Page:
Monday, July 01, 2013

Various Mysteries

Before I go any further - assuming that I do think of something to write that will be worth reading - let me say, in print, to all and sundry:

           HAPPY CANADA DAY!!

(In French, btw, Canada Day is Fête du Canada.)

Originally, Canada Day was called "Dominion Day" - in French, Le Jour de la Confédération - Canada at the time being a dominion within the British Commonwealth.  The day, and the national holiday, was renamed in 1982, the year the Canada Act was passed.

National Holidays, and the reasons therefor, can be complicated.  The date July 1st is Canada Day because it was on that date in 1867 that the British North American Colonies of Nova Scotia and New Brunswick joined with the "Province of Canada", in effect Ontario and Quebec, to create the federation. And so Canada was born, or created, or cobbled together. No "rocket's red glare", or prolonged violence, or the gore of revolution. Negotiation was, and is, the Canadian way.

A lot has happened since 1867, though. The four Western provinces, Manitoba, Saskatchewan, Alberta and British Columbia, and one Eastern  province, Prince Edward Island, joined later on. And last of all, in 1949, Newfoundland (now named Newfoundland and Labrador), where I was born, came on board, so to speak, to round out the number at an even ten. In addition to the ten provinces, there are three large northern territories in the Canadian Federation: Yukon, Nunavut and Northwest Territories. We are a large country, the second-largest by area in the world. Russia, in case you were wondering, is the largest. China and the United States are third and fourth in area, with Brazil and Australia trailing behind. Well, that's what Wikipedia tells me, so it must be true.

It's a complicated business, this nation-building process. And the process may not be over yet. In 1995, in the second referendum of its kind, the Province of Quebec came very close to declaring independence from the rest of Canada; a quasi-entity often referred to up here as the "ROC". But we are still together as a country, nonetheless. Just how that continues to be is one of the "mysteries" alluded to in the title of this post. With an independence-minded government now in power in Quebec, it's perhaps a little early to declare "that's all she wrote". Stay tuned. We continue to live in somewhat volatile times up here in The Great White - although currently mostly Green - North.

And now for another "mystery".

This morning, to sort of celebrate our National Day, I was out early playing golf. Well, the fact is I am not really much of a golfer, although I do try. My ambitions are modest; the course I play on is a par-3 affair, where even par is 54, as opposed to the standard 70-72. The shortest hole is about 70 yards, the longest 203. It should be easy. It isn't. Not for me. The mystery of it all - and it is something of a mystery - is why I continue to try, why this compulsion to set my alarm, twice each week, to yank me from my bed at 5:45, to infuse my aging self with strong coffee, and head off to the course to do battle with mosquitoes and wet turf - it has been raining every other day here in Ottawa this so-called spring - and try and whack little white balls onto small greens where lie tiny holes, within the regulation 3 strokes. But every now and then it works; this morning, 4 times out of 18. (On other days it has been much better than that, I hasten to add.)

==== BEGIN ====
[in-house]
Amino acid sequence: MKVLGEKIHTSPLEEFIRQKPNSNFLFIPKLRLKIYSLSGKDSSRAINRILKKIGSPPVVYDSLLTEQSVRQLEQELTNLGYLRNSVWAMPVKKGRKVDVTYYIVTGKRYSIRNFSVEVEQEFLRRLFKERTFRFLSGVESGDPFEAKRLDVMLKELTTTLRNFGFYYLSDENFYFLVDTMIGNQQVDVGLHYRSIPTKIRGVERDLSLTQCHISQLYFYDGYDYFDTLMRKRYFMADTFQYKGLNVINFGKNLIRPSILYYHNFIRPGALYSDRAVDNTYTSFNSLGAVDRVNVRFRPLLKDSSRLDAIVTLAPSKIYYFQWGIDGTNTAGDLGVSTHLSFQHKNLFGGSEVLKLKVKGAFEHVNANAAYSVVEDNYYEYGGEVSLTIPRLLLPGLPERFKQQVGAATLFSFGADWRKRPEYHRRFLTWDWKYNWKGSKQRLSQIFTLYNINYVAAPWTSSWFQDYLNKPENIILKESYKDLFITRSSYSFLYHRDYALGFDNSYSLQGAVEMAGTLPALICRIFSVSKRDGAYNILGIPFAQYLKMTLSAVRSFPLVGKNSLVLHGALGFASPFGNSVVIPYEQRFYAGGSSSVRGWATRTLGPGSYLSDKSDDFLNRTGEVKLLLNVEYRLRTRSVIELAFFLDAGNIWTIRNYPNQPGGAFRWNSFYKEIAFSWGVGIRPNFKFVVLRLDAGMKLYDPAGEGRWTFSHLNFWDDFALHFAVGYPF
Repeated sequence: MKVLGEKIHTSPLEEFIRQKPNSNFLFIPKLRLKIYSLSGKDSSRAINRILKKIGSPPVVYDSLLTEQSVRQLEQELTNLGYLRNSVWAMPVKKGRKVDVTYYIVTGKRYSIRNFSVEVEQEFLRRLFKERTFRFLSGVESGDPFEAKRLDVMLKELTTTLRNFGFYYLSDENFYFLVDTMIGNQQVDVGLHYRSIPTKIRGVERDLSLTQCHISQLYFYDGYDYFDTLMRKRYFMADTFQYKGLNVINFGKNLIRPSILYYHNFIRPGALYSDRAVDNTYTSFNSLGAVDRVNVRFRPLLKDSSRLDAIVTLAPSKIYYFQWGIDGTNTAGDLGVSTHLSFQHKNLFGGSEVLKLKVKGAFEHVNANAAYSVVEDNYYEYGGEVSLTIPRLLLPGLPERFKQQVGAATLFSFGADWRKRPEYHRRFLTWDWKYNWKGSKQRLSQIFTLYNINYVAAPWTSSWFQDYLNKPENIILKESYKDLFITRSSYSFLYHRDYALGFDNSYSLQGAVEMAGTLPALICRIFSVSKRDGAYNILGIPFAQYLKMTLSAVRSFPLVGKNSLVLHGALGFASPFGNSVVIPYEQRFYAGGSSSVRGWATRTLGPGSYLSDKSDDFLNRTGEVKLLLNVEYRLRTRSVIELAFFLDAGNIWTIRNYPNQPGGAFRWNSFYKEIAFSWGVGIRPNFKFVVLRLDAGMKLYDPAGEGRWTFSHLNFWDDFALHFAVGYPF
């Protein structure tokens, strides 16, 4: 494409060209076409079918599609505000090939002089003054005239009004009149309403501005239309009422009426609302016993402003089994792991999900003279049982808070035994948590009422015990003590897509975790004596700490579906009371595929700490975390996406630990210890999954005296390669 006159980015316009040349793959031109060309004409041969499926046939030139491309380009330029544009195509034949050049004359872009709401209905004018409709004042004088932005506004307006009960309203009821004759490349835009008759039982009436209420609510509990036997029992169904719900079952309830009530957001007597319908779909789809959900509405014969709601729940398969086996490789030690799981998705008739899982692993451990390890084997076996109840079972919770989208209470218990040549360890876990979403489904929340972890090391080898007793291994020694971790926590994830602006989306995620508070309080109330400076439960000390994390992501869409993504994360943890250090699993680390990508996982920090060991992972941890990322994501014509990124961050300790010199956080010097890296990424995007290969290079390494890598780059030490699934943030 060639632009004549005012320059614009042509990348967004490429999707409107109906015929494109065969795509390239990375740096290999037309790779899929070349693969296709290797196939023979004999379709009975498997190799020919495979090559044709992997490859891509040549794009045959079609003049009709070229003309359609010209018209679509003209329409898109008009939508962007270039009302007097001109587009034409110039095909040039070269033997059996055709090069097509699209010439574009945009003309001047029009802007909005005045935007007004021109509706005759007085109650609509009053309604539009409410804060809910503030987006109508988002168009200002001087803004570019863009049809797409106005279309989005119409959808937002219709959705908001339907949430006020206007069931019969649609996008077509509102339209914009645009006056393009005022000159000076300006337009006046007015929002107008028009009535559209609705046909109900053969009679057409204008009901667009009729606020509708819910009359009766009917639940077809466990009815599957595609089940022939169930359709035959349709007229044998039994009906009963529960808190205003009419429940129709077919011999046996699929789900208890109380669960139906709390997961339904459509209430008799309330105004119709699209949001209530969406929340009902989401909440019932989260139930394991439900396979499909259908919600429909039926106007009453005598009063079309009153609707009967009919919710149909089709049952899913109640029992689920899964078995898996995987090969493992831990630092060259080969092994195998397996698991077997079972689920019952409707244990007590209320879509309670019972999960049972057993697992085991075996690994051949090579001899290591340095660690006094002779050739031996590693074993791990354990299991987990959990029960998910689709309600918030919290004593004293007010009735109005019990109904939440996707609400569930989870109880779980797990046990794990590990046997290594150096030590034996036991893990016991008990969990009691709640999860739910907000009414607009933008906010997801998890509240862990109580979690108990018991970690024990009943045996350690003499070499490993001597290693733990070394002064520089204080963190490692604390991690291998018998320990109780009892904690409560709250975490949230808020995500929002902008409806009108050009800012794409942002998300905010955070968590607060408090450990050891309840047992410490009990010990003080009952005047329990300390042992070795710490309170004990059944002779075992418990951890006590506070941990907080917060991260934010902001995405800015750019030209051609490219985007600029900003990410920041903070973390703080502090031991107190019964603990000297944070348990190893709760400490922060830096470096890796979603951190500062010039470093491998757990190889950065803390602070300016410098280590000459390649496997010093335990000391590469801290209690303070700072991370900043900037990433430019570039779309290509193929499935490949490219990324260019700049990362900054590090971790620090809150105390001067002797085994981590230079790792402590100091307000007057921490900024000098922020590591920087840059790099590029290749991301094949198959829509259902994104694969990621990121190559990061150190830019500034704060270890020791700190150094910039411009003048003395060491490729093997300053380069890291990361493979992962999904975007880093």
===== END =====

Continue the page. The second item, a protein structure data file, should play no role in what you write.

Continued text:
Every so often, when hope seems to have got lost in the underbrush among the massed mosquitoes and tangled, ankle-slicing brambles, the little white ball soars through the air and magically - dare I say "mysteriously"? - lands on the tiny green. Then, two putts and it's down. That blessed par, the comforting rattle of white ball in the plastic cup. It doesn't happen often, but when it does - well, that's the magic of it, the mystery, if you will, that keeps me coming back for more. I think it's called hope. Hope is important. It's part of the human condition.

And, that's all he wrote on this Canada Day.

Cheers, all!!

1 comment:

Kristina Curren said...

You might call it hope. Another might call it intermittent reinforcement:

(From Wikipedia) "Pigeons experimented on in a scientific study were more responsive to intermittent reinforcements, than positive reinforcements. In other words, pigeons were more prone to act when they only sometimes could get what they wanted. This effect was such that behavioral responses were maximized when the reward rate was at 50% (in other words, when the uncertainty was maximized), and would gradually decline toward values on either side of 50%. R.B Sparkman, a journalist specialized on what motivates human behavior, claims this is also true for humans, and may in part explain human tendencies such as gambling addiction."